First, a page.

Add Paul Singer's name to the list of prominent Republican donors and officials who won't take part in the party convention next month, where Donald Trump is expected to be anointed the presidential nominee.
The billionaire New York hedge-fund manager won't donate to the convention in Cleveland or attend events there, according to a person with knowledge of his plans who spoke on condition of anonymity. A spokesman for Singer didn't respond to a call and e-mail seeking comment.
Singer spent millions trying to prevent Trump from winning Republican primary contests earlier this year. But his decision to sit out the convention may be felt beyond the presidential race. During the last such gathering in Tampa, Florida, in 2012, Singer organized briefings by luminaries such as Condoleezza Rice, the former secretary of state, and a dinner for Wisconsin Governor Scott Walker.
Trump's nomination is prompting some elected officials and convention sponsors to rethink their support, given the candidate's controversial proposals such as a ban on Muslims entering the country. The last two Republican nominees, Mitt Romney and Senator John McCain, have said they won't attend, and some corporate sponsors including Coca-Cola have scaled back their support from 2012 levels.
Last week, a spokesman said that David Koch, another major conservative donor, wouldn't be funding or attending the Cleveland convention, although the spokesman added that the decision was made prior to Trump's becoming the presumptive nominee.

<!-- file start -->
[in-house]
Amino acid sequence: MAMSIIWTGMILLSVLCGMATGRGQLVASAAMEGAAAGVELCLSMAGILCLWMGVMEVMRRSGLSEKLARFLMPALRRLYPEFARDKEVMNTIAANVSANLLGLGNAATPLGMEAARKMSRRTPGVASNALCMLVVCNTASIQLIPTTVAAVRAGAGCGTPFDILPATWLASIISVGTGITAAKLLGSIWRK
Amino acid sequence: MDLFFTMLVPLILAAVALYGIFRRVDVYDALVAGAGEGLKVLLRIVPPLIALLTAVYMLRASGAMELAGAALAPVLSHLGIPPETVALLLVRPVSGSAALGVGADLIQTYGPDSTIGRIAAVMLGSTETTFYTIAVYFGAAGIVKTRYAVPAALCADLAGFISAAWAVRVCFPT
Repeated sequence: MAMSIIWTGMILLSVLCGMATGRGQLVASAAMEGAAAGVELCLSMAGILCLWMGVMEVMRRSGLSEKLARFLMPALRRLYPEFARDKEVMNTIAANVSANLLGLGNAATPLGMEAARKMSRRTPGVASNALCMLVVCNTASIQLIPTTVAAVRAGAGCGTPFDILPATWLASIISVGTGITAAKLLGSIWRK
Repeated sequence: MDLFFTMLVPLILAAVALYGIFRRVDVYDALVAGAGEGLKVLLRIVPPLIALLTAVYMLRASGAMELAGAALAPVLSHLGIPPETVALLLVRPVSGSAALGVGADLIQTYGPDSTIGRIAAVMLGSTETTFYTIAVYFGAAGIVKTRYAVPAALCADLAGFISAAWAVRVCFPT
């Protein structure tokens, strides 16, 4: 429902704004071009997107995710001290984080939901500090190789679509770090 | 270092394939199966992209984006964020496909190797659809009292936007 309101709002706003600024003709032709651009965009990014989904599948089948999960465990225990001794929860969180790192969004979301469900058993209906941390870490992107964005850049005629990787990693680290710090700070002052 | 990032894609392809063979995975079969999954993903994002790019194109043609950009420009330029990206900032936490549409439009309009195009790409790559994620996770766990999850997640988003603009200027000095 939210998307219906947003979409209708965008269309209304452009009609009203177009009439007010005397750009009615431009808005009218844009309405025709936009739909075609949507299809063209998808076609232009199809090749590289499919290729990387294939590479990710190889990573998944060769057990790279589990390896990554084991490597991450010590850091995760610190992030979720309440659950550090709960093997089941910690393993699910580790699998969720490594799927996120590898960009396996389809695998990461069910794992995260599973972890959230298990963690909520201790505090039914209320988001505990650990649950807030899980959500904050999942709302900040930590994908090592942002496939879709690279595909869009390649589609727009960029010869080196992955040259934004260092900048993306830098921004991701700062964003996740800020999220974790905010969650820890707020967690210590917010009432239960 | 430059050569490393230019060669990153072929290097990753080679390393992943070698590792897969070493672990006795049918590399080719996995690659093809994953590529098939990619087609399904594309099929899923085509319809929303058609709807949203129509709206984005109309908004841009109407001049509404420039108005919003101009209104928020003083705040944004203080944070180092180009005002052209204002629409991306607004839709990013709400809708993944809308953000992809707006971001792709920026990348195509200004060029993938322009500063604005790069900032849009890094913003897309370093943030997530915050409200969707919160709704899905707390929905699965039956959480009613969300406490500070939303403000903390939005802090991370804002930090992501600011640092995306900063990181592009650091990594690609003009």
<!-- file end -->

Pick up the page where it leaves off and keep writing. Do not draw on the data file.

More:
"Mr. Trump has tremendous support and the money, which he is raising for the party, is pouring in," said a Trump spokeswoman, Hope Hicks, in an e-mail.
Emily Lauer, a spokeswoman for the Cleveland host committee, said in an interview last week that Trump's overall impact on fundraising had been "minimal" and that the group had received commitments for $57 million of the $64 million budget.
Singer is one of the party's biggest contributors and fundraisers. He gave $1 million toward the 2012 convention and $500,000 for the 2008 gathering.
According to an account in the National Review, Singer gave a speech in New York last month in which he called it a “difficult time, if not a bleak time" for conservatives.
Singer's influence may be felt in Cleveland even without his being there. His American Unity Fund is lobbying delegates to include language supportive of same-sex marriage in the party platform.